6 by 6 – it will… transfix?

This prompt is kinda, sorta, dumb
though I’m warming to it some;
And while my normal rule of thumb,
Is just to keep a dumb prompt mum,
Here, I’ll beat it like a drum;
Jump head first into the scrum.

You can see my quick-draw rhyme
Will beat the heck out of a mime
Stacking couplets as we climb
Bounded only by the time
My goal of six is quite sublime
E’en if I have to rhyme with ‘slime’

But only now at stanza three;
I’m wondering if six will be.
Rhyming, I should think you’d see,
Has made me rather want to flee.
But I will climb this smooth-barked tree,
And deliver what I said with glee.

Try to pick the best word first,
So the next five lines aren’t cursed.
too few rhymes to be enversed?
Then make one up to slake your thirst! (⬆️)
See? That’s really not the worst;
Just a few of you dispersed.

As I move on to number five,
It seems I may yet stay alive.
Rhyming verse will e’er survive;
It helped that Dr. Seuss guy thrive.
Though I must some lines contrive (⬅️)
In the end, this car will drive (⬅️)

Now I’m finally at the end;
The goal I set most neatly penned.
Quality – I’ll not defend;
It’s not that good – I won’t pretend.
Now I’m close to hitting ‘Send’:
Then other tasks I will attend.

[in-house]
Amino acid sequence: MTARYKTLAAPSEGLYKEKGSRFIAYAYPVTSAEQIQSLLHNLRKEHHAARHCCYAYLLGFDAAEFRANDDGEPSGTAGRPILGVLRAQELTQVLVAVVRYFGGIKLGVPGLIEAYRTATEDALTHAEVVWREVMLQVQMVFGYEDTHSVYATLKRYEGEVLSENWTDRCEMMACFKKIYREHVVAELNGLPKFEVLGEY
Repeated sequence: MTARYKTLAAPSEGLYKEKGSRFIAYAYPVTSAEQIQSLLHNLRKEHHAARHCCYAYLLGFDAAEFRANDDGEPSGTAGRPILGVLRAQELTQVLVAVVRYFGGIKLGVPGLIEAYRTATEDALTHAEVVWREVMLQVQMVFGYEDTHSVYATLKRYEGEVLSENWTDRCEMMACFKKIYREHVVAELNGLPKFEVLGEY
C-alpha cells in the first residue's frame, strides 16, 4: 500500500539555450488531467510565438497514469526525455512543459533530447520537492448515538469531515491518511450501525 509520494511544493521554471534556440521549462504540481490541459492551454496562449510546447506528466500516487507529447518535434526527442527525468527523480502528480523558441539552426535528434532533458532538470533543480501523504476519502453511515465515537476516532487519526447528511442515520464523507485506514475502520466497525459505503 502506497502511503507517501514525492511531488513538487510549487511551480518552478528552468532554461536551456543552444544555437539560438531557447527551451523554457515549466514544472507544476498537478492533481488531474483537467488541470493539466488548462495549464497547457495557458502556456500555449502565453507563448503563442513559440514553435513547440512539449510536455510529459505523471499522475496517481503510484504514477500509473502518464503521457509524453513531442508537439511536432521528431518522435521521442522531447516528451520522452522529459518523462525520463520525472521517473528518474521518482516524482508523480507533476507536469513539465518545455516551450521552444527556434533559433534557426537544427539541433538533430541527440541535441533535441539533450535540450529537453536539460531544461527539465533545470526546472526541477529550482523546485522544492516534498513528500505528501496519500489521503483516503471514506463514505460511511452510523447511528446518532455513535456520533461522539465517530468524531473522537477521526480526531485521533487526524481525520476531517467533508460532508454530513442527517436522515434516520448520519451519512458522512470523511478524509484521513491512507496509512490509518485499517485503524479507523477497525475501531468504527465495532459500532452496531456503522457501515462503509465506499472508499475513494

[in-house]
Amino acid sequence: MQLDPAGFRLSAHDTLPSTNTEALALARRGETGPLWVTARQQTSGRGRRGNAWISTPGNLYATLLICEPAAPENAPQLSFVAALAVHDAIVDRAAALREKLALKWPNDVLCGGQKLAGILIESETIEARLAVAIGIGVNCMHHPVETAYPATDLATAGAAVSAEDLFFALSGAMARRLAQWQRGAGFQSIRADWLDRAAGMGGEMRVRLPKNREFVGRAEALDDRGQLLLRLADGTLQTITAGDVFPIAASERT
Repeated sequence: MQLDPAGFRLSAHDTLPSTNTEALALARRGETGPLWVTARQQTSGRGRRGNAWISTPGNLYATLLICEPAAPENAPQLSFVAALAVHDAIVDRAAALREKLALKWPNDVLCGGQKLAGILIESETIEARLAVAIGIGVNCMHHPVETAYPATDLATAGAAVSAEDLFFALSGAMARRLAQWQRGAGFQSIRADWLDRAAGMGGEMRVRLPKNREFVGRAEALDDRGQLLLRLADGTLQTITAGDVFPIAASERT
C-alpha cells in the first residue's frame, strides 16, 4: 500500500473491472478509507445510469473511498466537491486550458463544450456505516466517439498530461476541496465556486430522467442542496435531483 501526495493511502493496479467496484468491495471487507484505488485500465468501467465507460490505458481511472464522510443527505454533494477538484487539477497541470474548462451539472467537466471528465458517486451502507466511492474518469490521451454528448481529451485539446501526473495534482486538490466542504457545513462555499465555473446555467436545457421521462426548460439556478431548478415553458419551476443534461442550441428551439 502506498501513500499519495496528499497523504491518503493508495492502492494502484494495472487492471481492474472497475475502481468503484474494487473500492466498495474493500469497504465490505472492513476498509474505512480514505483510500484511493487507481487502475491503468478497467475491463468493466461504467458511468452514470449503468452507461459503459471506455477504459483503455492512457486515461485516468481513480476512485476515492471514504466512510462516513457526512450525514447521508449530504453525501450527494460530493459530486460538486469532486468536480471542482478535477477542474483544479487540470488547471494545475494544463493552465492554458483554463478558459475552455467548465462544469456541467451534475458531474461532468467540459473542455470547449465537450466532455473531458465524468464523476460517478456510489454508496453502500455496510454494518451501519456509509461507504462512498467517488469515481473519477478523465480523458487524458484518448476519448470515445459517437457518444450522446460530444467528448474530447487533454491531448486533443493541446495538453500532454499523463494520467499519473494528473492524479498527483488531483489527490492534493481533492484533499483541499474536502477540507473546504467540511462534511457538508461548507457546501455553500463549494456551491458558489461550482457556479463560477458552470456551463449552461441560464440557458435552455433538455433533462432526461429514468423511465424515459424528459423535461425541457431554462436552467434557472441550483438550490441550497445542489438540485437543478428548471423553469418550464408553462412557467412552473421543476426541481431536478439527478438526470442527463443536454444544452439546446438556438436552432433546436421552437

And last but not least, our (optional) prompt. Because it’s Friday, today I’d like you to relax with the rather silly form called Skeltonic, or tumbling, verse. In this form, there’s no specific number of syllables per line, but each line should be short, and should aim to have two or three stressed syllables. And the lines should rhyme. You just rhyme the same sound until you get tired of it, and then move on to another sound. Here’s a short example I came up with.

                         A toad beneath a log

                         Cares not for storm or fog.

                         He’s not a bee or frog

                         Or a naïve polliwog.

                         No! He’s wise and bumpy.

                         His skin is thick and lumpy.

                         He doesn’t work for money.

                         And his disposition’s sunny.

Skeltonic verse is a fun way to get some words on the page without racking your brains for deep meaning. It’s a form that lends itself particularly well to poems for children, satirical verse, and just plain nonsense.

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